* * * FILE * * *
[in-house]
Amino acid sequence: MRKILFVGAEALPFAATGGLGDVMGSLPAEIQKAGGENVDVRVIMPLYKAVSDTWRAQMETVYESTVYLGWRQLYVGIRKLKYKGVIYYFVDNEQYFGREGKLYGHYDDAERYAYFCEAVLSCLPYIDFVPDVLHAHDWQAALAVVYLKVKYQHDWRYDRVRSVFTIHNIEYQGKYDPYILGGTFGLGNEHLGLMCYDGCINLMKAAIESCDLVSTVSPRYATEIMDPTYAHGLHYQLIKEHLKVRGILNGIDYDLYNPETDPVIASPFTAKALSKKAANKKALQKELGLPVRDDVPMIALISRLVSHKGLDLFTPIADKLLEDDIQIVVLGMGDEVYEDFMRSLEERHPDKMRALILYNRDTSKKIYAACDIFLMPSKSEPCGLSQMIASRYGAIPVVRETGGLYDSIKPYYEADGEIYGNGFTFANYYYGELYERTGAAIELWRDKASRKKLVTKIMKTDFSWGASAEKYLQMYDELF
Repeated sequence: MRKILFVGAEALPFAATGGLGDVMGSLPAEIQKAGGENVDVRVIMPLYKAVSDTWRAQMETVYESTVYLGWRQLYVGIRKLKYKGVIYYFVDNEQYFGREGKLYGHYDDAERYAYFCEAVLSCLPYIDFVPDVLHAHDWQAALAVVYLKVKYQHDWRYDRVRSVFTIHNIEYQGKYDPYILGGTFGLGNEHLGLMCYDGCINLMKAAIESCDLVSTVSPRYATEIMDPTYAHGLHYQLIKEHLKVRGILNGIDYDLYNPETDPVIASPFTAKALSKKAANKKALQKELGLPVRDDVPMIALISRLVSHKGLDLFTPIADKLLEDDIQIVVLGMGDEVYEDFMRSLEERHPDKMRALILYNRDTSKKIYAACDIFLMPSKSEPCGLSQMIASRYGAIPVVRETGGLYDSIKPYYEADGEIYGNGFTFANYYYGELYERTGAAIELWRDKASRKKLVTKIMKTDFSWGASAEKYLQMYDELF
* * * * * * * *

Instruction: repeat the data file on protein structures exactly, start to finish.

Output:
[in-house]
Amino acid sequence: MRKILFVGAEALPFAATGGLGDVMGSLPAEIQKAGGENVDVRVIMPLYKAVSDTWRAQMETVYESTVYLGWRQLYVGIRKLKYKGVIYYFVDNEQYFGREGKLYGHYDDAERYAYFCEAVLSCLPYIDFVPDVLHAHDWQAALAVVYLKVKYQHDWRYDRVRSVFTIHNIEYQGKYDPYILGGTFGLGNEHLGLMCYDGCINLMKAAIESCDLVSTVSPRYATEIMDPTYAHGLHYQLIKEHLKVRGILNGIDYDLYNPETDPVIASPFTAKALSKKAANKKALQKELGLPVRDDVPMIALISRLVSHKGLDLFTPIADKLLEDDIQIVVLGMGDEVYEDFMRSLEERHPDKMRALILYNRDTSKKIYAACDIFLMPSKSEPCGLSQMIASRYGAIPVVRETGGLYDSIKPYYEADGEIYGNGFTFANYYYGELYERTGAAIELWRDKASRKKLVTKIMKTDFSWGASAEKYLQMYDELF
Repeated sequence: MRKILFVGAEALPFAATGGLGDVMGSLPAEIQKAGGENVDVRVIMPLYKAVSDTWRAQMETVYESTVYLGWRQLYVGIRKLKYKGVIYYFVDNEQYFGREGKLYGHYDDAERYAYFCEAVLSCLPYIDFVPDVLHAHDWQAALAVVYLKVKYQHDWRYDRVRSVFTIHNIEYQGKYDPYILGGTFGLGNEHLGLMCYDGCINLMKAAIESCDLVSTVSPRYATEIMDPTYAHGLHYQLIKEHLKVRGILNGIDYDLYNPETDPVIASPFTAKALSKKAANKKALQKELGLPVRDDVPMIALISRLVSHKGLDLFTPIADKLLEDDIQIVVLGMGDEVYEDFMRSLEERHPDKMRALILYNRDTSKKIYAACDIFLMPSKSEPCGLSQMIASRYGAIPVVRETGGLYDSIKPYYEADGEIYGNGFTFANYYYGELYERTGAAIELWRDKASRKKLVTKIMKTDFSWGASAEKYLQMYDELF